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by Gilbert Hernandez, Jared K. Fletcher (Illustrator)

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Editorial Reviews

Publishers Weekly
The much heralded Love & Rockets cartoonist turns in his first original graphic novel and it showcases a creator still making vital work after two decades. The story is of young people too creative, too smart and too passionate for the constraints of suburbia. Miguel Serra wakes up from a yearlong coma, slower physically but not mentally. He is literally out of step with the rest of the world, a perfectly disaffected youth. Miguel, his friend Romeo and girlfriend Lita use rock 'n' roll, urban legends and sex to feel alive. It leads to a love triangle that complicates things nicely. Hernandez takes a big gamble in the middle of the book by having everyone change roles in the story. It's unclear at first whether it pays off, but eventually the reader sees the characters from different angles, making the humanity in the story stronger as our sympathies are challenged. Hernandez has been compared to Garcia Marquez, and uses heavy symbolism, in this case the image of a lemon orchard, which represents both the unconscious and how plant life makes the rest of the world look artificial. Sloth packs a lot of emotion and complicated storytelling into an unusual tale. (July) Copyright 2006 Reed Business Information.
Library Journal
Gilbert Hernandez and brother Jamie are known for the highly regarded "Love and Rockets" series, a mondo baroque melodrama with a large cast of quirky, engaging characters and intricate plots in a style described as "magical realism." Sloth is Gilbert's first independent graphic novel. Minimalist by comparison, it introduces Miguel, a disaffected teen coming out of a yearlong coma. He resumes his warm relationships with girlfriend Lita and band-mate Romeo, but uncertainties emerge in a possible liaison between the two and the threat of a supernatural and deadly "goatman" lurking in the lemon groves. Before any resolution, however, a new version of the story begins as the characters switch roles: now Lita is the one coming out of the coma to pursue liaisons with the two young men. By the end, Romeo goes into his own coma, and there is still no resolution about the goatman or the triad's relationship. Gilbert has taken an innovative risk with plot and symbolism, which come off as rather opaque. Miguel and his friends, their uncertainties, and their torporal pleasures will resonate with youngsters. Gilbert's clean black-and-white art is more arty-stylized than in "Love and Rockets," which fits this story very well. But there's not as much "there" there in Sloth. For older teens and up.-M.C. Copyright 2006 Reed Business Information.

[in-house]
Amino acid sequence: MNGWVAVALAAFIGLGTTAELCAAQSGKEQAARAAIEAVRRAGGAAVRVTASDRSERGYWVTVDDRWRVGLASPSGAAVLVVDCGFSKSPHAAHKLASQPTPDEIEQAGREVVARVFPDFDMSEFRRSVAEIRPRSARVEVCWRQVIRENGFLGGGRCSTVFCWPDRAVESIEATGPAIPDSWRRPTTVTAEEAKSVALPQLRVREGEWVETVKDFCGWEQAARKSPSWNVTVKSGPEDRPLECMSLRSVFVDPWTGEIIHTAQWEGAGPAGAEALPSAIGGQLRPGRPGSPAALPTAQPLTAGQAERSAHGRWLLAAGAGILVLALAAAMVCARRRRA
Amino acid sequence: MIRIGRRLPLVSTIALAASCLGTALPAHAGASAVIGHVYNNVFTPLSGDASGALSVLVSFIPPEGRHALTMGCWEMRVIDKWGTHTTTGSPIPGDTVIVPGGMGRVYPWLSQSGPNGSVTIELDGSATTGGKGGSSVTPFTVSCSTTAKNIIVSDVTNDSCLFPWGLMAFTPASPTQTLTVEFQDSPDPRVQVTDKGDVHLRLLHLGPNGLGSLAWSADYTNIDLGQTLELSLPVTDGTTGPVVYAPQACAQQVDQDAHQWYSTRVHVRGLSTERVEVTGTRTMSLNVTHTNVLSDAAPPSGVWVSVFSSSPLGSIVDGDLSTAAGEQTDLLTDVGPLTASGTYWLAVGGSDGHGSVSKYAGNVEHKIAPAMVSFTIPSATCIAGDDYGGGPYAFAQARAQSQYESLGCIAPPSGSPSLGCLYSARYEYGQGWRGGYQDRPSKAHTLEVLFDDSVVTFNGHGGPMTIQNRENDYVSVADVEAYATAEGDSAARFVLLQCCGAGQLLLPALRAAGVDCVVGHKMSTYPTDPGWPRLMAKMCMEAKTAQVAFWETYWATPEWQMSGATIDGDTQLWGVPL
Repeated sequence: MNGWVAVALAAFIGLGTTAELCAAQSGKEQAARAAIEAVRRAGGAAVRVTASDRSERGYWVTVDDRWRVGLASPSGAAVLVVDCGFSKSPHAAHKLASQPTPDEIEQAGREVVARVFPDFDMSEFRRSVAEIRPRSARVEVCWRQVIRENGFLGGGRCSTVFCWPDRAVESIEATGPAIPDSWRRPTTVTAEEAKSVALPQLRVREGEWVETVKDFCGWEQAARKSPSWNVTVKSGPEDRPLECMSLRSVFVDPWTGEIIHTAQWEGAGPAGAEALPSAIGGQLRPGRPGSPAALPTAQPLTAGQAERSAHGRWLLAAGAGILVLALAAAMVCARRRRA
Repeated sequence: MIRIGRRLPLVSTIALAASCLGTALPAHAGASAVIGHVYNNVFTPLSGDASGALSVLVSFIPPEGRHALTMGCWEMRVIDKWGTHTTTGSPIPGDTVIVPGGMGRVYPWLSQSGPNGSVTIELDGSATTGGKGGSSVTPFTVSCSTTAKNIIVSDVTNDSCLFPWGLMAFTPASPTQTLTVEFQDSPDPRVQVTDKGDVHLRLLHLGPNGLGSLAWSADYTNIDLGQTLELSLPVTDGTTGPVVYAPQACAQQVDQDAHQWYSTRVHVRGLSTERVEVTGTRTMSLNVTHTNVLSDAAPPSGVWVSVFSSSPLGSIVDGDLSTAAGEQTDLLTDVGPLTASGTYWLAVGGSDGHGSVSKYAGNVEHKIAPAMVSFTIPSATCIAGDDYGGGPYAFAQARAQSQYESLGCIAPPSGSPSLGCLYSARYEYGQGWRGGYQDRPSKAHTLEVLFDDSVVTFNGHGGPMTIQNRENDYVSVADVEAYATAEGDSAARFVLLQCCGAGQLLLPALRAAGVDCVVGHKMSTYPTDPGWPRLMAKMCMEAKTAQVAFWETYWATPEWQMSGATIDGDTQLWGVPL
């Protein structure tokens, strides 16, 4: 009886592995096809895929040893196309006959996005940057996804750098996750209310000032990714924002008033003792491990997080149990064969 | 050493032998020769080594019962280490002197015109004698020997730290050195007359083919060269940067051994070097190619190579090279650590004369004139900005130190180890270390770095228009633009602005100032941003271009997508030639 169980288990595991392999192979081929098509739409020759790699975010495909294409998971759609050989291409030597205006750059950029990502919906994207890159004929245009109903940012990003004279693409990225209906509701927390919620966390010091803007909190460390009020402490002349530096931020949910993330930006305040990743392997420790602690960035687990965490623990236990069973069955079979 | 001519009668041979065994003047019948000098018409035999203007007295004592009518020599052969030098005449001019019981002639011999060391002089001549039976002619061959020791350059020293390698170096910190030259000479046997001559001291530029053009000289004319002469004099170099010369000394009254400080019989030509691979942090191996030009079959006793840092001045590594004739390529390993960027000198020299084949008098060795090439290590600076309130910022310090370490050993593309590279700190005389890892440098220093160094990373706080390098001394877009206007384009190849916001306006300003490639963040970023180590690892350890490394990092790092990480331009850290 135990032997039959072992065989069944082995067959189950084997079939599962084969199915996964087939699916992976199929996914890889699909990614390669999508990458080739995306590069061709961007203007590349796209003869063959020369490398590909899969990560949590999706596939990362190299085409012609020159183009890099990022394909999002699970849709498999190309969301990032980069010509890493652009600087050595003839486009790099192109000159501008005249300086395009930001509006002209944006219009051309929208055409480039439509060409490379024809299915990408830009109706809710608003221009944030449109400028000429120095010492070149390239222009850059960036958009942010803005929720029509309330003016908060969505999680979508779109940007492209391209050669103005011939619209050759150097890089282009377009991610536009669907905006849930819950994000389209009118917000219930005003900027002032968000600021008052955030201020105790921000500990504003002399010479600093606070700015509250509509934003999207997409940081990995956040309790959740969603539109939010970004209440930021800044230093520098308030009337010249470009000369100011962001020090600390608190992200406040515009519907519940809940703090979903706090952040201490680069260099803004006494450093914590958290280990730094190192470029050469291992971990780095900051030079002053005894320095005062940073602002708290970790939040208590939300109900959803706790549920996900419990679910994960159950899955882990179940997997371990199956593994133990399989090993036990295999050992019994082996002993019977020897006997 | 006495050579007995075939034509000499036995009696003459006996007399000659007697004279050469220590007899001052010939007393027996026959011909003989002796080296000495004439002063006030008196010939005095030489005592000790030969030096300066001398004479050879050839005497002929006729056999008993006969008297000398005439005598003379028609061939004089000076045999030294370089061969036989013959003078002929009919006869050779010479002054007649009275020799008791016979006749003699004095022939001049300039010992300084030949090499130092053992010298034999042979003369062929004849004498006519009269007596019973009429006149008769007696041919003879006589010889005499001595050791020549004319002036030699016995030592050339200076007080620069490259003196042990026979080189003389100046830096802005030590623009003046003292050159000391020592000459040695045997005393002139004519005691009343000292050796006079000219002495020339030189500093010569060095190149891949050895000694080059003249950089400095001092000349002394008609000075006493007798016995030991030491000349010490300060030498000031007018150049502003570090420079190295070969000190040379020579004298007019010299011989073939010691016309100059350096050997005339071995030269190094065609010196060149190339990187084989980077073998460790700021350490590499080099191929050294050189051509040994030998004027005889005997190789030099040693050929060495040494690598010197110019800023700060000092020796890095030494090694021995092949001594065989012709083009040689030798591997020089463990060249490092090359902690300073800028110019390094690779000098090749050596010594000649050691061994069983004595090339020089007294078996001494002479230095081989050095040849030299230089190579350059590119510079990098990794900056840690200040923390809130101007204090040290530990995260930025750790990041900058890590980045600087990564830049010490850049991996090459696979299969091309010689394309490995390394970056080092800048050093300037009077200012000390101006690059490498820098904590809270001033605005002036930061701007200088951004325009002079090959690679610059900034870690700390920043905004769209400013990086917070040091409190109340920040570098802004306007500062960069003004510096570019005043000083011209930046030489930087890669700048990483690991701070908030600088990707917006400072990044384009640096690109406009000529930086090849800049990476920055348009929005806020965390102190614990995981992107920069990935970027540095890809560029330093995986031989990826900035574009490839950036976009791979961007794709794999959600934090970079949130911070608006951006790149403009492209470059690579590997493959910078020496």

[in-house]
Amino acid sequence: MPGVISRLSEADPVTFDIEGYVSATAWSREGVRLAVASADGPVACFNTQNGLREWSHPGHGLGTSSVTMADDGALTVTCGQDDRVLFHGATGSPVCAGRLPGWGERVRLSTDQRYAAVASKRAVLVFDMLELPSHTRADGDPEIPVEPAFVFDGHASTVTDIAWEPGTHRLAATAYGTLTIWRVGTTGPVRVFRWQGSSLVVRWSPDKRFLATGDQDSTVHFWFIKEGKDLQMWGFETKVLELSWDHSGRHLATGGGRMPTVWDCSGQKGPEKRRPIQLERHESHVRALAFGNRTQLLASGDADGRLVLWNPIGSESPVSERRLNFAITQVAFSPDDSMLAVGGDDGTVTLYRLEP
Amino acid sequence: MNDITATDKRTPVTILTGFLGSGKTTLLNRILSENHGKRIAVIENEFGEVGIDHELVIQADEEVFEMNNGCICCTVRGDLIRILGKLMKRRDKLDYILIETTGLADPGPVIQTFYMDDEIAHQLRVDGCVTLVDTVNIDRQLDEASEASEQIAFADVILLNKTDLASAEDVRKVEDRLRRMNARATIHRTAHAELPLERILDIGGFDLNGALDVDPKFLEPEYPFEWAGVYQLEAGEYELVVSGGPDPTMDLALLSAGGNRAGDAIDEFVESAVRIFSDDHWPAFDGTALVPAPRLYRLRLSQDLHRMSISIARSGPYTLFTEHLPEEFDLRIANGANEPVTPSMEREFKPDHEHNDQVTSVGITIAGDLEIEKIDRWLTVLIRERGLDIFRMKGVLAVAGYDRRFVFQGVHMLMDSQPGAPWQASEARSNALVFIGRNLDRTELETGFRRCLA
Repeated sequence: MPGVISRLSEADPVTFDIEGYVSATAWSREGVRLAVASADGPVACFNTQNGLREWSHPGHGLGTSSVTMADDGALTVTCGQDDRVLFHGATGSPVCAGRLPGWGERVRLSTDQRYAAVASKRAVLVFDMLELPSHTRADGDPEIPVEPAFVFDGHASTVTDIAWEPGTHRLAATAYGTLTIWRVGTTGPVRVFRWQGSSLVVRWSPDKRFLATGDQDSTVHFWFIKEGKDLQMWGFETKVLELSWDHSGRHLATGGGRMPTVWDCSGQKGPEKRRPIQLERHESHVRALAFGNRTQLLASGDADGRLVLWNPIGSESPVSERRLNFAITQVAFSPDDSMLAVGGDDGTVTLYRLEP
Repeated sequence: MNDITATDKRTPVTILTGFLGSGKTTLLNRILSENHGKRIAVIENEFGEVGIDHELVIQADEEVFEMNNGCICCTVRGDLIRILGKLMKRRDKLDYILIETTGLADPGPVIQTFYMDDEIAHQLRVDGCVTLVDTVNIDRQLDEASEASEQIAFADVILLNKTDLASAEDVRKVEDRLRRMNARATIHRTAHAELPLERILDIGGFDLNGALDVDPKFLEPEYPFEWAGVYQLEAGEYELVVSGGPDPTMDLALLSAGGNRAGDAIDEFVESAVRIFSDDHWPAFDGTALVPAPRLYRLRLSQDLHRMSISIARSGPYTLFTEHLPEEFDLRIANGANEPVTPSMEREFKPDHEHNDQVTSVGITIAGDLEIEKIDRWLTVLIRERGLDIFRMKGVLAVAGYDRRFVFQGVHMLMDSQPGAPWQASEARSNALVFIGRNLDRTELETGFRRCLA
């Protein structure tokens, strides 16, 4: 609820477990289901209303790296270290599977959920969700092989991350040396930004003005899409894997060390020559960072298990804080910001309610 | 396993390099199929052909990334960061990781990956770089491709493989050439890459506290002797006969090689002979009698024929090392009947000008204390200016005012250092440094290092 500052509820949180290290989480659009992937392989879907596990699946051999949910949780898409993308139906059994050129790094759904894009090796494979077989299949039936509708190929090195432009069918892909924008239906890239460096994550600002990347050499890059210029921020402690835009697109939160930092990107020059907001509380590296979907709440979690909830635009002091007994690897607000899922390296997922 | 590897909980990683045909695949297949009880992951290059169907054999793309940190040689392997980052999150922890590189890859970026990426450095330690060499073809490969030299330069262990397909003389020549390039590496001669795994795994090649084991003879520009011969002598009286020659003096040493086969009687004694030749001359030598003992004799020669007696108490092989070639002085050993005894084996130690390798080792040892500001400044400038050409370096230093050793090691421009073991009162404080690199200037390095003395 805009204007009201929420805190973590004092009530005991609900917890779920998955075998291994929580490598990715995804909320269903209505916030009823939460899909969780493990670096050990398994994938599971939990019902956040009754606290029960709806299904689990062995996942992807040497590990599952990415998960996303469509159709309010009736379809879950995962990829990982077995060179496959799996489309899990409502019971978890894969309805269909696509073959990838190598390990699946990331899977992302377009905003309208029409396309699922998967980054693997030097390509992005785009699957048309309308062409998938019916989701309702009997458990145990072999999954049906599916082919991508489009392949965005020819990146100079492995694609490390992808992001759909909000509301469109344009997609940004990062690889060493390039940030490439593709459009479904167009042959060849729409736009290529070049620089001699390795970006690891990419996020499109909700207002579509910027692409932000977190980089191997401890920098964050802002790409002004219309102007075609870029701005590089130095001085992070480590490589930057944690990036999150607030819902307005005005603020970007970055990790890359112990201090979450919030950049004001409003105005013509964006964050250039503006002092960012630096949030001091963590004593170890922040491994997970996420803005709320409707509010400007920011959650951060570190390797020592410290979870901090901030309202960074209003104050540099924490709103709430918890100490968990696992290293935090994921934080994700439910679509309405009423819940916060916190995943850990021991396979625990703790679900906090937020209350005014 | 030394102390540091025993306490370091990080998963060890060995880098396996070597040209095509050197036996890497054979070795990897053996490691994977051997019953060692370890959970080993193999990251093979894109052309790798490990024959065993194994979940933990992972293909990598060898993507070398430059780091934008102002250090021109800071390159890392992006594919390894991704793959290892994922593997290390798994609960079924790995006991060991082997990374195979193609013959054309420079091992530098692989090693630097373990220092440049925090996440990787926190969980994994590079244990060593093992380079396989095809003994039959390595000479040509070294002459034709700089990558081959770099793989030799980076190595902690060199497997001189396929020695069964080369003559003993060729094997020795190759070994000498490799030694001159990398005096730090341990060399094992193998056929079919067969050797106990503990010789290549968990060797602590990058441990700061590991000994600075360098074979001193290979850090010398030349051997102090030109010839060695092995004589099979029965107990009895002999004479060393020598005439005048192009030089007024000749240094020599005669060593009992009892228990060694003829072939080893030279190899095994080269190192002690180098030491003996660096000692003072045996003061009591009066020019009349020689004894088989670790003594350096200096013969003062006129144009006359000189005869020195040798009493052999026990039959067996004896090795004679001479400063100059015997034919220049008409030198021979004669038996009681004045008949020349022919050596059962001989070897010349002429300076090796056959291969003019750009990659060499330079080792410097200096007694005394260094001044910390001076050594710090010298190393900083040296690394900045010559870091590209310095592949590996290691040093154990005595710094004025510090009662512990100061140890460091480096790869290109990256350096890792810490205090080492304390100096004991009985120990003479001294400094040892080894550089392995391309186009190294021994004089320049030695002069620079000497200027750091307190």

School Library Journal

Gr 10 Up
Disillusioned high school student Miguel lives in a typical small town, and he is filled with ennui and restlessness. He wills himself into a coma to escape-and wills himself out, one year later. He resumes his normal life with his friend Romeo and girlfriend, Lita. One night, the trio venture out into their town's lemon orchards to investigate an urban legend about a goat man who can supposedly charm someone into switching lives with him. There, they find that there is some truth to the legend. Hernandez has crafted an exceptional story with a brilliant twist, and it will most likely lend itself to multiple readings. The three main characters' love triangle, combined with their rock-and-roll lifestyles, will attract teens, and the compelling plot will keep them engaged. Cursing and mild sexual situations earn this book its publisher-designated "mature" rating. Hernandez has splendidly encapsulated all of the verisimilitude and angst of life in a small town and added the perfect ending.
—Jennifer FeigelmanCopyright 2006 Reed Business Information.

Product Details

DC Comics
Publication date:
Edition description:
Product dimensions:
7.08(w) x 9.29(h) x 0.51(d)
Age Range:
15 Years

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